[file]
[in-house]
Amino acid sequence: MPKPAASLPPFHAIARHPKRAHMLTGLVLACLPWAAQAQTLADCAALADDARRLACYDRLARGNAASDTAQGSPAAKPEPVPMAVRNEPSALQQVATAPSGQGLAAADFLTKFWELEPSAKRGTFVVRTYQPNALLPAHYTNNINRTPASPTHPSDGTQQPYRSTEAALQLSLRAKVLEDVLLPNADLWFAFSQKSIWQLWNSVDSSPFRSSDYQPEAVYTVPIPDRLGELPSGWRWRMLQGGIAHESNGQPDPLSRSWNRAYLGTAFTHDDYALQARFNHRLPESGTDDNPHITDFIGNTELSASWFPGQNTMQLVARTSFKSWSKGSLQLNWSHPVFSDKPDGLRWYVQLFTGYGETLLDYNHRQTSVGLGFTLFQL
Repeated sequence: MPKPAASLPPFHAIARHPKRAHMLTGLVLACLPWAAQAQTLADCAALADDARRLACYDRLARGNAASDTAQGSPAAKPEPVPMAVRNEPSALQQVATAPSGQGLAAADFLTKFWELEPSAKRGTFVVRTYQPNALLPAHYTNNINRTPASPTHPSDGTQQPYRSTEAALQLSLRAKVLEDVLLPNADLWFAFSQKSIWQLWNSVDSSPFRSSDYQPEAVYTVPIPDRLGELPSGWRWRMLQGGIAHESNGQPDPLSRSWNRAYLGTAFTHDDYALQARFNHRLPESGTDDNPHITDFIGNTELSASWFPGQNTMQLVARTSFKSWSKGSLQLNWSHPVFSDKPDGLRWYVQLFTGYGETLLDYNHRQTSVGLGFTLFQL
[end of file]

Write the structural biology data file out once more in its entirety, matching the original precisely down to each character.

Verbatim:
[in-house]
Amino acid sequence: MPKPAASLPPFHAIARHPKRAHMLTGLVLACLPWAAQAQTLADCAALADDARRLACYDRLARGNAASDTAQGSPAAKPEPVPMAVRNEPSALQQVATAPSGQGLAAADFLTKFWELEPSAKRGTFVVRTYQPNALLPAHYTNNINRTPASPTHPSDGTQQPYRSTEAALQLSLRAKVLEDVLLPNADLWFAFSQKSIWQLWNSVDSSPFRSSDYQPEAVYTVPIPDRLGELPSGWRWRMLQGGIAHESNGQPDPLSRSWNRAYLGTAFTHDDYALQARFNHRLPESGTDDNPHITDFIGNTELSASWFPGQNTMQLVARTSFKSWSKGSLQLNWSHPVFSDKPDGLRWYVQLFTGYGETLLDYNHRQTSVGLGFTLFQL
Repeated sequence: MPKPAASLPPFHAIARHPKRAHMLTGLVLACLPWAAQAQTLADCAALADDARRLACYDRLARGNAASDTAQGSPAAKPEPVPMAVRNEPSALQQVATAPSGQGLAAADFLTKFWELEPSAKRGTFVVRTYQPNALLPAHYTNNINRTPASPTHPSDGTQQPYRSTEAALQLSLRAKVLEDVLLPNADLWFAFSQKSIWQLWNSVDSSPFRSSDYQPEAVYTVPIPDRLGELPSGWRWRMLQGGIAHESNGQPDPLSRSWNRAYLGTAFTHDDYALQARFNHRLPESGTDDNPHITDFIGNTELSASWFPGQNTMQLVARTSFKSWSKGSLQLNWSHPVFSDKPDGLRWYVQLFTGYGETLLDYNHRQTSVGLGFTLFQL